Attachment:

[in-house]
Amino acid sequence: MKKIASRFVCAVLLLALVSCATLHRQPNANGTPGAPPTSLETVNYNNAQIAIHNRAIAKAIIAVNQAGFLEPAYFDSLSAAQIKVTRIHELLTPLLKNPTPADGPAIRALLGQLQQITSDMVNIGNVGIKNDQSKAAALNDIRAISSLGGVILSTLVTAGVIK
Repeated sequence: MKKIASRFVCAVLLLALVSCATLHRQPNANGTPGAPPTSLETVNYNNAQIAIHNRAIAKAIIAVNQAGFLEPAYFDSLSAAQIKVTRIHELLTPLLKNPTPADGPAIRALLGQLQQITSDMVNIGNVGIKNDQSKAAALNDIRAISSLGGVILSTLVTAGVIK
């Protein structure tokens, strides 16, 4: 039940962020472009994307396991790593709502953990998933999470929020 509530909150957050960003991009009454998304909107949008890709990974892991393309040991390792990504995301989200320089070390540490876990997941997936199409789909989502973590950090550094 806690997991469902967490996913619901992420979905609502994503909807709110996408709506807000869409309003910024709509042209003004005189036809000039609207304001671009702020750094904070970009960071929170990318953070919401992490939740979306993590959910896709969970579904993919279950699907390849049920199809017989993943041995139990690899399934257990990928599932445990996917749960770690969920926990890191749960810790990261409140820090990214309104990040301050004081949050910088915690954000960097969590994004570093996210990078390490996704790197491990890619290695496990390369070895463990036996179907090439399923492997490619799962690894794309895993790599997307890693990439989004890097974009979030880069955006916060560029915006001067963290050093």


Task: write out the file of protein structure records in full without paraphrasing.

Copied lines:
[in-house]
Amino acid sequence: MKKIASRFVCAVLLLALVSCATLHRQPNANGTPGAPPTSLETVNYNNAQIAIHNRAIAKAIIAVNQAGFLEPAYFDSLSAAQIKVTRIHELLTPLLKNPTPADGPAIRALLGQLQQITSDMVNIGNVGIKNDQSKAAALNDIRAISSLGGVILSTLVTAGVIK
Repeated sequence: MKKIASRFVCAVLLLALVSCATLHRQPNANGTPGAPPTSLETVNYNNAQIAIHNRAIAKAIIAVNQAGFLEPAYFDSLSAAQIKVTRIHELLTPLLKNPTPADGPAIRALLGQLQQITSDMVNIGNVGIKNDQSKAAALNDIRAISSLGGVILSTLVTAGVIK
């Protein structure tokens, strides 16, 4: 039940962020472009994307396991790593709502953990998933999470929020 509530909150957050960003991009009454998304909107949008890709990974892991393309040991390792990504995301989200320089070390540490876990997941997936199409789909989502973590950090550094 806690997991469902967490996913619901992420979905609502994503909807709110996408709506807000869409309003910024709509042209003004005189036809000039609207304001671009702020750094904070970009960071929170990318953070919401992490939740979306993590959910896709969970579904993919279950699907390849049920199809017989993943041995139990690899399934257990990928599932445990996917749960770690969920926990890191749960810790990261409140820090990214309104990040301050004081949050910088915690954000960097969590994004570093996210990078390490996704790197491990890619290695496990390369070895463990036996179907090439399923492997490619799962690894794309895993790599997307890693990439989004890097974009979030880069955006916060560029915006001067963290050093």